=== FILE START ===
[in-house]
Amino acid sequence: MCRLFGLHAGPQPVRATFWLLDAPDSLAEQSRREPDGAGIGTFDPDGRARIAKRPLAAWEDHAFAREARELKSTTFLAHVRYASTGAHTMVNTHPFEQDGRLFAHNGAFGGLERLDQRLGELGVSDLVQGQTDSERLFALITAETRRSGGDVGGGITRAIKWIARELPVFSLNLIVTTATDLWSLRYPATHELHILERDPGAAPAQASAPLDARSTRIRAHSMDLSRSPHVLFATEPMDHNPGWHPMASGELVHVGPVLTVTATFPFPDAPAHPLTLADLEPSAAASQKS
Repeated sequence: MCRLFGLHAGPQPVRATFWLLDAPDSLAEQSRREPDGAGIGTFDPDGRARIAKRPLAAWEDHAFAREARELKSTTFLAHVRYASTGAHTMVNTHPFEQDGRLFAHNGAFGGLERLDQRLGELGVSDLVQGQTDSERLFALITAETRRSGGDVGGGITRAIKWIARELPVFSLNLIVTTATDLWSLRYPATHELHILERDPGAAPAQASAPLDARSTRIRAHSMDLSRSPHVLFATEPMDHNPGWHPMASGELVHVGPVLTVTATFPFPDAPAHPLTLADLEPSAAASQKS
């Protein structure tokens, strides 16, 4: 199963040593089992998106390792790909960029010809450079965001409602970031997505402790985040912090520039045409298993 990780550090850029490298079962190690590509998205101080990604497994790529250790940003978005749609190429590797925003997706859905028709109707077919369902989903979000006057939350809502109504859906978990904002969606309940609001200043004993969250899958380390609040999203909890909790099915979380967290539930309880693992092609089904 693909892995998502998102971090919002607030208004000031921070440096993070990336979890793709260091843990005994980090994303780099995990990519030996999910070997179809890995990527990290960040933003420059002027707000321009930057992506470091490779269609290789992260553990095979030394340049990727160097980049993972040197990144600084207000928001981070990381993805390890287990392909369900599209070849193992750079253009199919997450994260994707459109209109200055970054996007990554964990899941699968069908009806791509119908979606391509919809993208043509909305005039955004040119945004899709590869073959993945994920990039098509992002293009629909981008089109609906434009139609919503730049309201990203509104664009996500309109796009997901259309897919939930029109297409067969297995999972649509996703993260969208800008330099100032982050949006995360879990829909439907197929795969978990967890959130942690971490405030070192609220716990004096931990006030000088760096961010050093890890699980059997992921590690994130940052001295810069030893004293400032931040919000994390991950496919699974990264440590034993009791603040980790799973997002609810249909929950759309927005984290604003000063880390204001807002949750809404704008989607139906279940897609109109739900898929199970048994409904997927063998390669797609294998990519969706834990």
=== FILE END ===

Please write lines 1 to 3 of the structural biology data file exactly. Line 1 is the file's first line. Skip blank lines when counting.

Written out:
[in-house]
Amino acid sequence: MCRLFGLHAGPQPVRATFWLLDAPDSLAEQSRREPDGAGIGTFDPDGRARIAKRPLAAWEDHAFAREARELKSTTFLAHVRYASTGAHTMVNTHPFEQDGRLFAHNGAFGGLERLDQRLGELGVSDLVQGQTDSERLFALITAETRRSGGDVGGGITRAIKWIARELPVFSLNLIVTTATDLWSLRYPATHELHILERDPGAAPAQASAPLDARSTRIRAHSMDLSRSPHVLFATEPMDHNPGWHPMASGELVHVGPVLTVTATFPFPDAPAHPLTLADLEPSAAASQKS
Repeated sequence: MCRLFGLHAGPQPVRATFWLLDAPDSLAEQSRREPDGAGIGTFDPDGRARIAKRPLAAWEDHAFAREARELKSTTFLAHVRYASTGAHTMVNTHPFEQDGRLFAHNGAFGGLERLDQRLGELGVSDLVQGQTDSERLFALITAETRRSGGDVGGGITRAIKWIARELPVFSLNLIVTTATDLWSLRYPATHELHILERDPGAAPAQASAPLDARSTRIRAHSMDLSRSPHVLFATEPMDHNPGWHPMASGELVHVGPVLTVTATFPFPDAPAHPLTLADLEPSAAASQKS